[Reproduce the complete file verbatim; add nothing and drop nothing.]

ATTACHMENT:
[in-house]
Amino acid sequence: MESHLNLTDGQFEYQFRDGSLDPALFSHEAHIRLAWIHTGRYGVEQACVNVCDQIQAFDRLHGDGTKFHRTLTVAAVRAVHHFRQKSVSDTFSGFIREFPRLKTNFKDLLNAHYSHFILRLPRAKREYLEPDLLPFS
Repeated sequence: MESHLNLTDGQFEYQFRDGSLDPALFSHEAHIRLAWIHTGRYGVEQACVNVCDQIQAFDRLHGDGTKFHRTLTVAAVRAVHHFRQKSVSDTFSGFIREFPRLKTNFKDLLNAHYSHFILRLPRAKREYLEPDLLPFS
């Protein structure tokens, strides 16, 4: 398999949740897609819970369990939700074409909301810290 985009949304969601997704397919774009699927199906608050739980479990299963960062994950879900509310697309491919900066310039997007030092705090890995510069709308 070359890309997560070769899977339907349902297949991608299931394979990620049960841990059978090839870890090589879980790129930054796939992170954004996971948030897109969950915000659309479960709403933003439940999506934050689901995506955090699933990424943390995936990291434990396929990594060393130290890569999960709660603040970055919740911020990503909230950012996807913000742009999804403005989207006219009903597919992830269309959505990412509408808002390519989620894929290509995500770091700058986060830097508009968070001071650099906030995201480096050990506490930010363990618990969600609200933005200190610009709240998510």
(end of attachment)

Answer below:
[in-house]
Amino acid sequence: MESHLNLTDGQFEYQFRDGSLDPALFSHEAHIRLAWIHTGRYGVEQACVNVCDQIQAFDRLHGDGTKFHRTLTVAAVRAVHHFRQKSVSDTFSGFIREFPRLKTNFKDLLNAHYSHFILRLPRAKREYLEPDLLPFS
Repeated sequence: MESHLNLTDGQFEYQFRDGSLDPALFSHEAHIRLAWIHTGRYGVEQACVNVCDQIQAFDRLHGDGTKFHRTLTVAAVRAVHHFRQKSVSDTFSGFIREFPRLKTNFKDLLNAHYSHFILRLPRAKREYLEPDLLPFS
């Protein structure tokens, strides 16, 4: 398999949740897609819970369990939700074409909301810290 985009949304969601997704397919774009699927199906608050739980479990299963960062994950879900509310697309491919900066310039997007030092705090890995510069709308 070359890309997560070769899977339907349902297949991608299931394979990620049960841990059978090839870890090589879980790129930054796939992170954004996971948030897109969950915000659309479960709403933003439940999506934050689901995506955090699933990424943390995936990291434990396929990594060393130290890569999960709660603040970055919740911020990503909230950012996807913000742009999804403005989207006219009903597919992830269309959505990412509408808002390519989620894929290509995500770091700058986060830097508009968070001071650099906030995201480096050990506490930010363990618990969600609200933005200190610009709240998510």